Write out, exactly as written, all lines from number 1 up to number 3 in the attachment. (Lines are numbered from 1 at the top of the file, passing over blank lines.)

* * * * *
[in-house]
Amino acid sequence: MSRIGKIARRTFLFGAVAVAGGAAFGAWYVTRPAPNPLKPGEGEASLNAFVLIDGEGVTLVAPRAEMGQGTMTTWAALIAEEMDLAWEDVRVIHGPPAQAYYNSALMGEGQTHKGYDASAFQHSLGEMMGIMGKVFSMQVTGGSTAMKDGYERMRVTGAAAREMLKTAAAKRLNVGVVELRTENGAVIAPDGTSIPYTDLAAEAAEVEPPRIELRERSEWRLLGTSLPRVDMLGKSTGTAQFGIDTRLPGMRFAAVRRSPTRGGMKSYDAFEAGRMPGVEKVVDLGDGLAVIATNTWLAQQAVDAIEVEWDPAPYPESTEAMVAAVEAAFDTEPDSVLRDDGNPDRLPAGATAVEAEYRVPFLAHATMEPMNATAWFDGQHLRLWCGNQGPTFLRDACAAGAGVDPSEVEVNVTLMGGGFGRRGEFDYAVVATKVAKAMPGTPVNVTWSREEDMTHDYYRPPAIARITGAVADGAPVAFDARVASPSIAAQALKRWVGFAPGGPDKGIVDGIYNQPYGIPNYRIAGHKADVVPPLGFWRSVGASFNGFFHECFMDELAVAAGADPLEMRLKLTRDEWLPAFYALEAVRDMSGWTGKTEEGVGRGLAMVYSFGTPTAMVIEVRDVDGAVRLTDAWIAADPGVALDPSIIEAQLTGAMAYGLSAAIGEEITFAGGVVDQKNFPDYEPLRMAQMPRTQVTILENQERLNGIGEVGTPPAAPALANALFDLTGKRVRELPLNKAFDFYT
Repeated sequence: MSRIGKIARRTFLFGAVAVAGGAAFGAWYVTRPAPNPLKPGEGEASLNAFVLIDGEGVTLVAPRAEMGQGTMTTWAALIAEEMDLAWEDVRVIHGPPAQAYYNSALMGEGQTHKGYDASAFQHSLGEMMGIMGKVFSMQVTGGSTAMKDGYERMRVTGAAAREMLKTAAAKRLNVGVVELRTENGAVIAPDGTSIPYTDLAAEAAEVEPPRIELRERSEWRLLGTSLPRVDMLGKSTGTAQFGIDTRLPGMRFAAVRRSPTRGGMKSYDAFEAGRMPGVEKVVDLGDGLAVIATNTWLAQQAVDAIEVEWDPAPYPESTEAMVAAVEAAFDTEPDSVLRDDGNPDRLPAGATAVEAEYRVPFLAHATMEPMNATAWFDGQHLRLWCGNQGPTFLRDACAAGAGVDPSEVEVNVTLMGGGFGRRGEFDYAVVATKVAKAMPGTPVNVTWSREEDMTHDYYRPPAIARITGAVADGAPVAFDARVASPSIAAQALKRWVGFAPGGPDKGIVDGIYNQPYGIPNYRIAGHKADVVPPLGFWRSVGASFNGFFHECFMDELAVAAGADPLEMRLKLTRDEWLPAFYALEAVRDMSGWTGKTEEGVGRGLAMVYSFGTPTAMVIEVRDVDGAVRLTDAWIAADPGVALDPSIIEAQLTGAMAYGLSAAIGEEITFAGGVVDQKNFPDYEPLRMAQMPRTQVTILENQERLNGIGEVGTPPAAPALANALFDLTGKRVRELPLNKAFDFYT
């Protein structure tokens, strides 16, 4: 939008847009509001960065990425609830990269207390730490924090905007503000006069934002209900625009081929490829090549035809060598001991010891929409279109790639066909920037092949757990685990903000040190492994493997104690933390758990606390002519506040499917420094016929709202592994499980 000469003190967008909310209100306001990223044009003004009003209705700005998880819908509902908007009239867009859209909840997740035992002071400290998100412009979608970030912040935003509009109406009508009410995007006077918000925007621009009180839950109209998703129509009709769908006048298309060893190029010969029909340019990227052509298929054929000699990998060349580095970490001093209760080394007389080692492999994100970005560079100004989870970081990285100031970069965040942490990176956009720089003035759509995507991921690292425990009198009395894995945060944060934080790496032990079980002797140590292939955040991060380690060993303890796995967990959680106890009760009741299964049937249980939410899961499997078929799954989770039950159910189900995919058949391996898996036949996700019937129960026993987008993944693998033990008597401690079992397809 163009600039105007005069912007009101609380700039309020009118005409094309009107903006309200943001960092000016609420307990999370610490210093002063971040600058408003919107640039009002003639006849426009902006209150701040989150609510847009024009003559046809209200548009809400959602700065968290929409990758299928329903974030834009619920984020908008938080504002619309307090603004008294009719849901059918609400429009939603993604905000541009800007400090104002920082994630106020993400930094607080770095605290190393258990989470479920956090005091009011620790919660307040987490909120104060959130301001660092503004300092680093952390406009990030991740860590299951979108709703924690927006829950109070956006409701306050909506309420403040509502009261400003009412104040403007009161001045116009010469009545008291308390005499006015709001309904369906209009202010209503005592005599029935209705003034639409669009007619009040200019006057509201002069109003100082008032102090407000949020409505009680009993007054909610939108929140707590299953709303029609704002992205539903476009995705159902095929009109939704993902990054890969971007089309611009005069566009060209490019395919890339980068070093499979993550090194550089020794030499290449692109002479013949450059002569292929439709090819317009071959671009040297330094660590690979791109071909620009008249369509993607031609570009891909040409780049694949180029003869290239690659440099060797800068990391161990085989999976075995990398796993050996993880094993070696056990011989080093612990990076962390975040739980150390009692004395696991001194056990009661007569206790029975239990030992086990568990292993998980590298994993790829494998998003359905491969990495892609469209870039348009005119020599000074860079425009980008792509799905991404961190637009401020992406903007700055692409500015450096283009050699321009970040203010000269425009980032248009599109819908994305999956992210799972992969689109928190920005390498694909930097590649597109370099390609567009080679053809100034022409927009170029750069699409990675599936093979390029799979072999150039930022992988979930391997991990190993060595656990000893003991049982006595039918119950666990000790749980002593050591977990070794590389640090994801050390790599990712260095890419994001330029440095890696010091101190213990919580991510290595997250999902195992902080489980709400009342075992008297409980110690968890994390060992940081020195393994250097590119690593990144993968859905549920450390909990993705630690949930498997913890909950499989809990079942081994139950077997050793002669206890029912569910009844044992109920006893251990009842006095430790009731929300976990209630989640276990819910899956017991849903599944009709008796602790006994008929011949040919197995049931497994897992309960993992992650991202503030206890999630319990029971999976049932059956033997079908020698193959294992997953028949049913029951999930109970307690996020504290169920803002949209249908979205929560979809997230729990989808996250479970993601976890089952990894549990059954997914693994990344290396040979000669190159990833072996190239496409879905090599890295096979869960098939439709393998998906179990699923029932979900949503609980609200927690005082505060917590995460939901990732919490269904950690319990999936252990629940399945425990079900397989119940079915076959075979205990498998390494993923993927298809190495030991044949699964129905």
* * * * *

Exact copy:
[in-house]
Amino acid sequence: MSRIGKIARRTFLFGAVAVAGGAAFGAWYVTRPAPNPLKPGEGEASLNAFVLIDGEGVTLVAPRAEMGQGTMTTWAALIAEEMDLAWEDVRVIHGPPAQAYYNSALMGEGQTHKGYDASAFQHSLGEMMGIMGKVFSMQVTGGSTAMKDGYERMRVTGAAAREMLKTAAAKRLNVGVVELRTENGAVIAPDGTSIPYTDLAAEAAEVEPPRIELRERSEWRLLGTSLPRVDMLGKSTGTAQFGIDTRLPGMRFAAVRRSPTRGGMKSYDAFEAGRMPGVEKVVDLGDGLAVIATNTWLAQQAVDAIEVEWDPAPYPESTEAMVAAVEAAFDTEPDSVLRDDGNPDRLPAGATAVEAEYRVPFLAHATMEPMNATAWFDGQHLRLWCGNQGPTFLRDACAAGAGVDPSEVEVNVTLMGGGFGRRGEFDYAVVATKVAKAMPGTPVNVTWSREEDMTHDYYRPPAIARITGAVADGAPVAFDARVASPSIAAQALKRWVGFAPGGPDKGIVDGIYNQPYGIPNYRIAGHKADVVPPLGFWRSVGASFNGFFHECFMDELAVAAGADPLEMRLKLTRDEWLPAFYALEAVRDMSGWTGKTEEGVGRGLAMVYSFGTPTAMVIEVRDVDGAVRLTDAWIAADPGVALDPSIIEAQLTGAMAYGLSAAIGEEITFAGGVVDQKNFPDYEPLRMAQMPRTQVTILENQERLNGIGEVGTPPAAPALANALFDLTGKRVRELPLNKAFDFYT
Repeated sequence: MSRIGKIARRTFLFGAVAVAGGAAFGAWYVTRPAPNPLKPGEGEASLNAFVLIDGEGVTLVAPRAEMGQGTMTTWAALIAEEMDLAWEDVRVIHGPPAQAYYNSALMGEGQTHKGYDASAFQHSLGEMMGIMGKVFSMQVTGGSTAMKDGYERMRVTGAAAREMLKTAAAKRLNVGVVELRTENGAVIAPDGTSIPYTDLAAEAAEVEPPRIELRERSEWRLLGTSLPRVDMLGKSTGTAQFGIDTRLPGMRFAAVRRSPTRGGMKSYDAFEAGRMPGVEKVVDLGDGLAVIATNTWLAQQAVDAIEVEWDPAPYPESTEAMVAAVEAAFDTEPDSVLRDDGNPDRLPAGATAVEAEYRVPFLAHATMEPMNATAWFDGQHLRLWCGNQGPTFLRDACAAGAGVDPSEVEVNVTLMGGGFGRRGEFDYAVVATKVAKAMPGTPVNVTWSREEDMTHDYYRPPAIARITGAVADGAPVAFDARVASPSIAAQALKRWVGFAPGGPDKGIVDGIYNQPYGIPNYRIAGHKADVVPPLGFWRSVGASFNGFFHECFMDELAVAAGADPLEMRLKLTRDEWLPAFYALEAVRDMSGWTGKTEEGVGRGLAMVYSFGTPTAMVIEVRDVDGAVRLTDAWIAADPGVALDPSIIEAQLTGAMAYGLSAAIGEEITFAGGVVDQKNFPDYEPLRMAQMPRTQVTILENQERLNGIGEVGTPPAAPALANALFDLTGKRVRELPLNKAFDFYT